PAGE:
The Ancient History of the Maori, His Mythology and Traditions. Nga-Puhi [Vol. XI]
And I alone am left,
And dropped behind,
But o me, I've shut the door
And close the hut
And wait the troop
Who may perhaps
Come here and rest,
But then o Tira
Take thy vengeance
In one day
Original Owners and Tribes Owning
the Hau-raki (Thames) district
The original owners of this land in the tribes were Nga-ti-kopiri-mau and Nga-ti-hue, Nga-ti-pai-ahi, Nga-ti-tu, Nga-ti-tai-whaka-aea, and Nga-ti-kuri. Te Ruinga conquered the southern end of the district. Te Paporo and the others conquered the other portions. The original people were annihilated. A remnant escaped to Tauranga and were fetched from thence by Te Pukeko and others as slaves. Te Pukeko did not live at Te Aroha. His son Te Kawau did. Others of Te Pukeko's people lived there. The Nga-ti-pane occupied the district until the Hongi war. They were the hapu's of Te Pukeko's sister Uta-kiore. Nga-ti-tumutumu lived on the south portion of the block. I was at the Mau-inaina Pa of which Kohi-rangatira, Te-Hinaki, and others were the chiefs. My father, Te Hinaki was killed there. I was at Taumata-wiwi that is, I was at the Pa at Hao-whenua when the fight took place. I was grown up then, and my chin was tattooed. I heard Haora Tipa's account of Taumata-wiwi - that account is correct.page (201)
I know about three women going to Nga-ti-haua's camp at the battle of Taumata-wiwi. I saw them go. One, Rangawawahia was a Nga-i-te-rangi, and two were Nga-ti-haua. I know why they went, they went to see their friends. Their going as they did was in accordance with Maori custom. Had these women been Nga-ti-maru it would not have been right for them to have gone. Had strangers gone while blood was being shed they would have been killed. I am quite sure that those women were not sent to make peace.
The Nga-ti-haua had won at Taumatawiwi and not been in fear of Marutuahu they would have taken their chiefs away. We remained some time at Hao-whenua after the battle.
The Nga-ti-haua stopped about three days engaged in burning their dead. They burned them because there were so many they could not take them away. Tira-ki-te-tonga remained with the Nga-ti-haua watching over the burning of the bodies of her relations.
I never heard of dead killed in battle being burned.
The people destroyed on the east of Te Aroha the same as those who were destroyed on the west. Nga-ti-kopiri-mau was the great name of Rangi-nui.page (202)
I remember, after that battle at Taumata-wiwi, some eels being given to Marutuahu by Nga-ti-haua who brought the eels to the other side of the Waikato river. This took place one month after the battle. The eels were brought to the Hao-whenua Pa from the Waikato river by Maru-tuahu. I brought some, Piripi brought some. A messenger was sent by Nga-ti-haua to Maru-tuahu to let them know that the eels were there. There were 10,000 eels. Nga-ti-haua were living at Ka-wehi-tiki at the time. The eels were given as "He koha kia Nga-ti-heihei" (Gift to the Nga-ti-heihei tribe"). Hoe was a Nga-ti-haua who was killed at Taumata-wiwi. While living he said "If I die let my promise be performed in respect to these eels," that is, if he should die at Taumata-wiwi the eels should be given in accordance with a promise he had made. He wished to give the eels in consequence of the child of Hou who was murdered when Takurua was murdered. Marutuahu stayed three months at the Hao-whenua Pa, after the eels were given.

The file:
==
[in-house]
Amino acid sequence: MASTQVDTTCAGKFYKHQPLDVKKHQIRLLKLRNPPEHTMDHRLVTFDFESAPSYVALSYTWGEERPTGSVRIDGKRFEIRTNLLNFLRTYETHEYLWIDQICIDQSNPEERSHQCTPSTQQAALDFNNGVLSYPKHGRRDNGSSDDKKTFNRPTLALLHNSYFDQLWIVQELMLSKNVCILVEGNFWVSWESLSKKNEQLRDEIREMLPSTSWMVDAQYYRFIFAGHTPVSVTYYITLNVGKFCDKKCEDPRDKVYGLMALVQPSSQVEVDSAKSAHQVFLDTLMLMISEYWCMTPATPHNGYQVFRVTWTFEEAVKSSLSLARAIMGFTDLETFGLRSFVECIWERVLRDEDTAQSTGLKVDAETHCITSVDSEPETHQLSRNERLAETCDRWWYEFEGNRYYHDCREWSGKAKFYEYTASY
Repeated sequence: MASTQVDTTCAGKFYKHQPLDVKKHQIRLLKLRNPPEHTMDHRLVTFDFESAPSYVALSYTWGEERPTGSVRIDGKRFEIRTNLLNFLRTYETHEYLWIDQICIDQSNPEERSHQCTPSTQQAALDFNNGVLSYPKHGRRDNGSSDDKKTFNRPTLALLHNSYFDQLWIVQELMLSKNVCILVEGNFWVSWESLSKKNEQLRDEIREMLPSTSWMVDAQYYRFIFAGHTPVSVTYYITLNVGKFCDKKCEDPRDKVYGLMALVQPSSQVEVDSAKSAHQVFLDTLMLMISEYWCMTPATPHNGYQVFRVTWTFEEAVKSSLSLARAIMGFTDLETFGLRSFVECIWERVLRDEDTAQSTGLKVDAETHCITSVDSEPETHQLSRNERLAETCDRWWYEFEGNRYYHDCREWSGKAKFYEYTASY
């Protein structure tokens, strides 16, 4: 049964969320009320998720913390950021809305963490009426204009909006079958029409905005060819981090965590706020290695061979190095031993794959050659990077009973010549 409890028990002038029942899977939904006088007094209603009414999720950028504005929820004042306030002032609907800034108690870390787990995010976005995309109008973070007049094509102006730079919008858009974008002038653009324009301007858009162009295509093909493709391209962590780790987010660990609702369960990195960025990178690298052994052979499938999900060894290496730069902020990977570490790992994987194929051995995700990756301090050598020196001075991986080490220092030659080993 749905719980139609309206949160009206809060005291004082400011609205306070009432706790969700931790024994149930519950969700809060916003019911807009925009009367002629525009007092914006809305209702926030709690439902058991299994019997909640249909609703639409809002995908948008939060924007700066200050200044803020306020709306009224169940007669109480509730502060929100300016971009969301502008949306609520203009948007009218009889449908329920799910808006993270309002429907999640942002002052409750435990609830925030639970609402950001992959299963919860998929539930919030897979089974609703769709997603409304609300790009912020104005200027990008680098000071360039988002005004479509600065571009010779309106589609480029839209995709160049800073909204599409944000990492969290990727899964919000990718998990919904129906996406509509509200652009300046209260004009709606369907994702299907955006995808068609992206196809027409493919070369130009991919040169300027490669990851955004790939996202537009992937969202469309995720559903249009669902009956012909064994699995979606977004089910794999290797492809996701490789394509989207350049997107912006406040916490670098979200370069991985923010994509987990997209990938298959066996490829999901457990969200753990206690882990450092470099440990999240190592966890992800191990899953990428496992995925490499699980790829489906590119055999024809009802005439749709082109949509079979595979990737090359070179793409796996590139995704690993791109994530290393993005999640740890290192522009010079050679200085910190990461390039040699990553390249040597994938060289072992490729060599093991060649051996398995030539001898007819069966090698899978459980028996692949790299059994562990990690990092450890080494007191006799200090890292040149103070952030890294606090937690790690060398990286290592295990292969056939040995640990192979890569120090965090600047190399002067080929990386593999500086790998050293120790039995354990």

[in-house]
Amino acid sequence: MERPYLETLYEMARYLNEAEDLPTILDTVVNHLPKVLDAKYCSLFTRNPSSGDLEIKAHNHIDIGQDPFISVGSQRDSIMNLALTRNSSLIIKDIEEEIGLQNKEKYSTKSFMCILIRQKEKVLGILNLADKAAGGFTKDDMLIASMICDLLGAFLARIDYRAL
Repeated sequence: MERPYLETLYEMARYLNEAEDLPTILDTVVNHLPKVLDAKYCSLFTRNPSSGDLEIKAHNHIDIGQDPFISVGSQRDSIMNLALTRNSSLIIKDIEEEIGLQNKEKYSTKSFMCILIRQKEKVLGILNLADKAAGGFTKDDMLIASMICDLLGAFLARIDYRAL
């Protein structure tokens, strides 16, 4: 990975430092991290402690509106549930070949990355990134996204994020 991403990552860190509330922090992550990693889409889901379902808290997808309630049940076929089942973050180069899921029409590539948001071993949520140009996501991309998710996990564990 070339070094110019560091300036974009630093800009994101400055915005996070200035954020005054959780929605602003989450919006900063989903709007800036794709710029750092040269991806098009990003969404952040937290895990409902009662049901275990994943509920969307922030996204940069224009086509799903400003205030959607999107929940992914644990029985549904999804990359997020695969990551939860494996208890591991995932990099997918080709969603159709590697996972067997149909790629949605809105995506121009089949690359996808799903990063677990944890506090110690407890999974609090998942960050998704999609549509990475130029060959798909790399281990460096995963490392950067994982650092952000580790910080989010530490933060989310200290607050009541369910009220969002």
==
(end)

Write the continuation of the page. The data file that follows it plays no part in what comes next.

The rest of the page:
The gift of eels was an act of the tribe of "Nga-ti-haua tonu" (all the Nga-ti-haua). I know because the thought was that of Te-Heihei. It was the act of the hapu (tribes) of Te Heihei, that is, of those that survived.
I know of the fights after Taumata-wiwi. These were:
1. Matamata 2. Haua-rahi 3. Wai-harakeke 4. Te-Uira
Wars in Hau-raki
Marutuahu (sworn): I belong to Nga-ti-maru and reside at Hauraki. I don't remember Taumatawiwi.
I belong to Nga-ti-maru. The first fight after Taumatawiwi was Ka-wehi-tiki and the battles I remember would stand thus:
1. Ka-wehi-tiki 2. Matamata 3. Haua-rahi 4. Wai-harakeke 5. Te Uira 6. O-ngare
It was the Nga-ti-paoa and Nga-puhi who were the attacking party at Ka-wehi-tiki. The Marutuahu had the best of it. The whole Marutuahu and Nga-puhi were the attacking party at Matamata. We consider that, we had the best of it as the Nga-ti-haua did not come out of their Pa at Haua-rahi. Wai-kato and the Nga-ti-haua were the attacking party. That was a surprise by Waikato. After the attack they retreated, and were followed by Nga-ti-paoa. It was an attack on Nga-ti-paoa only. At Wai-harakeke - Marutuahu was the attacking party, and had the best of it. At Te Uira Marutuahu was the attacking party. It was a challenge to our enemies to fight. Marutuahu got the best of it. O-ngare was a fight with Nga-i-te-rangi. Marutuahu attacked and had the best of it.page (204)
The fight came off in this order:
1. Taumata-wiwi 2. Matamata and Ka-wehi-tiki 3. Haua-rahi 4. Wai-harakeke 5. Te Uira 6. O-ngare
Marutuahu did fight with Nga-puhi before Taumata-wiwi. One fight took place at Moe-hau and one at Mata-pouri.